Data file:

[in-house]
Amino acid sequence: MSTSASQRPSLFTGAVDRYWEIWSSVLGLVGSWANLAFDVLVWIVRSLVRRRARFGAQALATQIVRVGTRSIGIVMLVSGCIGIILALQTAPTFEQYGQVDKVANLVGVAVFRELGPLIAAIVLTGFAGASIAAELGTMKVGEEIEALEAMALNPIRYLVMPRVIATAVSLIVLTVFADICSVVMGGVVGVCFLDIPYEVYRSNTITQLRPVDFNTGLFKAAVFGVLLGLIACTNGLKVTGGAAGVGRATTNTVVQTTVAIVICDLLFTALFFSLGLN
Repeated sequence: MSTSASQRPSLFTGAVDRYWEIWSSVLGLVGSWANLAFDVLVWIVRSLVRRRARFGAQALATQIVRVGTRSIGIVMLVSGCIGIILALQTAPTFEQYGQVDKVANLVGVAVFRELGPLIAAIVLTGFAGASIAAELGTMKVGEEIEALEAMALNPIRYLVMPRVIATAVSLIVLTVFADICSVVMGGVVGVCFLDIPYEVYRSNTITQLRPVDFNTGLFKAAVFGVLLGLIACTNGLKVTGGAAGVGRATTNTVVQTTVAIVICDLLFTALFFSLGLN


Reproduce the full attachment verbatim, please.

[in-house]
Amino acid sequence: MSTSASQRPSLFTGAVDRYWEIWSSVLGLVGSWANLAFDVLVWIVRSLVRRRARFGAQALATQIVRVGTRSIGIVMLVSGCIGIILALQTAPTFEQYGQVDKVANLVGVAVFRELGPLIAAIVLTGFAGASIAAELGTMKVGEEIEALEAMALNPIRYLVMPRVIATAVSLIVLTVFADICSVVMGGVVGVCFLDIPYEVYRSNTITQLRPVDFNTGLFKAAVFGVLLGLIACTNGLKVTGGAAGVGRATTNTVVQTTVAIVICDLLFTALFFSLGLN
Repeated sequence: MSTSASQRPSLFTGAVDRYWEIWSSVLGLVGSWANLAFDVLVWIVRSLVRRRARFGAQALATQIVRVGTRSIGIVMLVSGCIGIILALQTAPTFEQYGQVDKVANLVGVAVFRELGPLIAAIVLTGFAGASIAAELGTMKVGEEIEALEAMALNPIRYLVMPRVIATAVSLIVLTVFADICSVVMGGVVGVCFLDIPYEVYRSNTITQLRPVDFNTGLFKAAVFGVLLGLIACTNGLKVTGGAAGVGRATTNTVVQTTVAIVICDLLFTALFFSLGLN